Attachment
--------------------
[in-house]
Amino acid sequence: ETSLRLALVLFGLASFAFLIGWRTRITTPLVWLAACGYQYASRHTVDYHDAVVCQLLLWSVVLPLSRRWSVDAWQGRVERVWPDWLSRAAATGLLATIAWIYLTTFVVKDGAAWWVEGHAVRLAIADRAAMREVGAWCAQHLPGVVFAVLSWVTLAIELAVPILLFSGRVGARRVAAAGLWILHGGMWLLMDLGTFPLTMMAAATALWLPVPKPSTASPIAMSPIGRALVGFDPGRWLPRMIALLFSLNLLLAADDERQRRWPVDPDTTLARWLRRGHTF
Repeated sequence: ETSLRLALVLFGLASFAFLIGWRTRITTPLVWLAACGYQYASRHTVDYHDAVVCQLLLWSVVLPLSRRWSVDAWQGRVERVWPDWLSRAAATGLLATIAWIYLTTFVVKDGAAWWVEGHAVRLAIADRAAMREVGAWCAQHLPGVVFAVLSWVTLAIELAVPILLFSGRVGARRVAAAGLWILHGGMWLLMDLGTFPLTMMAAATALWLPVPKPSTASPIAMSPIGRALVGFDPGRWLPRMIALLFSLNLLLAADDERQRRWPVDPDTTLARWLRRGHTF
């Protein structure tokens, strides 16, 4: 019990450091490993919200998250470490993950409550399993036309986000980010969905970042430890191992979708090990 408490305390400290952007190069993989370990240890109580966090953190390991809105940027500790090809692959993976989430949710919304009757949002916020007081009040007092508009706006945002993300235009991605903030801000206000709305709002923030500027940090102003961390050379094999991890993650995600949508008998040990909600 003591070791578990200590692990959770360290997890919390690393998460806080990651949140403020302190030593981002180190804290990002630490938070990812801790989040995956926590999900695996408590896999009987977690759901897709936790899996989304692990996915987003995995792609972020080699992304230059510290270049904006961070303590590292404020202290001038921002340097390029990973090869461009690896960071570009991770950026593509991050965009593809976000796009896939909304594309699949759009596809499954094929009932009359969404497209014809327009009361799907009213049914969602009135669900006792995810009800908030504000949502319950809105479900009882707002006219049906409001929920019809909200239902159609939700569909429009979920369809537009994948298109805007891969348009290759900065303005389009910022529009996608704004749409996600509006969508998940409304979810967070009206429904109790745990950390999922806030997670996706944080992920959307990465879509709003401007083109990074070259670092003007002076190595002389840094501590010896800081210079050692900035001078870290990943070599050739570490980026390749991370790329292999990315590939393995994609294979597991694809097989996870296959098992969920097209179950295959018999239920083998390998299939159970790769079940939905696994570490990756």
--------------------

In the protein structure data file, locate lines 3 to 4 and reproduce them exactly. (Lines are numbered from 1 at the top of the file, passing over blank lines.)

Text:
Repeated sequence: ETSLRLALVLFGLASFAFLIGWRTRITTPLVWLAACGYQYASRHTVDYHDAVVCQLLLWSVVLPLSRRWSVDAWQGRVERVWPDWLSRAAATGLLATIAWIYLTTFVVKDGAAWWVEGHAVRLAIADRAAMREVGAWCAQHLPGVVFAVLSWVTLAIELAVPILLFSGRVGARRVAAAGLWILHGGMWLLMDLGTFPLTMMAAATALWLPVPKPSTASPIAMSPIGRALVGFDPGRWLPRMIALLFSLNLLLAADDERQRRWPVDPDTTLARWLRRGHTF
């Protein structure tokens, strides 16, 4: 019990450091490993919200998250470490993950409550399993036309986000980010969905970042430890191992979708090990 408490305390400290952007190069993989370990240890109580966090953190390991809105940027500790090809692959993976989430949710919304009757949002916020007081009040007092508009706006945002993300235009991605903030801000206000709305709002923030500027940090102003961390050379094999991890993650995600949508008998040990909600 003591070791578990200590692990959770360290997890919390690393998460806080990651949140403020302190030593981002180190804290990002630490938070990812801790989040995956926590999900695996408590896999009987977690759901897709936790899996989304692990996915987003995995792609972020080699992304230059510290270049904006961070303590590292404020202290001038921002340097390029990973090869461009690896960071570009991770950026593509991050965009593809976000796009896939909304594309699949759009596809499954094929009932009359969404497209014809327009009361799907009213049914969602009135669900006792995810009800908030504000949502319950809105479900009882707002006219049906409001929920019809909200239902159609939700569909429009979920369809537009994948298109805007891969348009290759900065303005389009910022529009996608704004749409996600509006969508998940409304979810967070009206429904109790745990950390999922806030997670996706944080992920959307990465879509709003401007083109990074070259670092003007002076190595002389840094501590010896800081210079050692900035001078870290990943070599050739570490980026390749991370790329292999990315590939393995994609294979597991694809097989996870296959098992969920097209179950295959018999239920083998390998299939159970790769079940939905696994570490990756």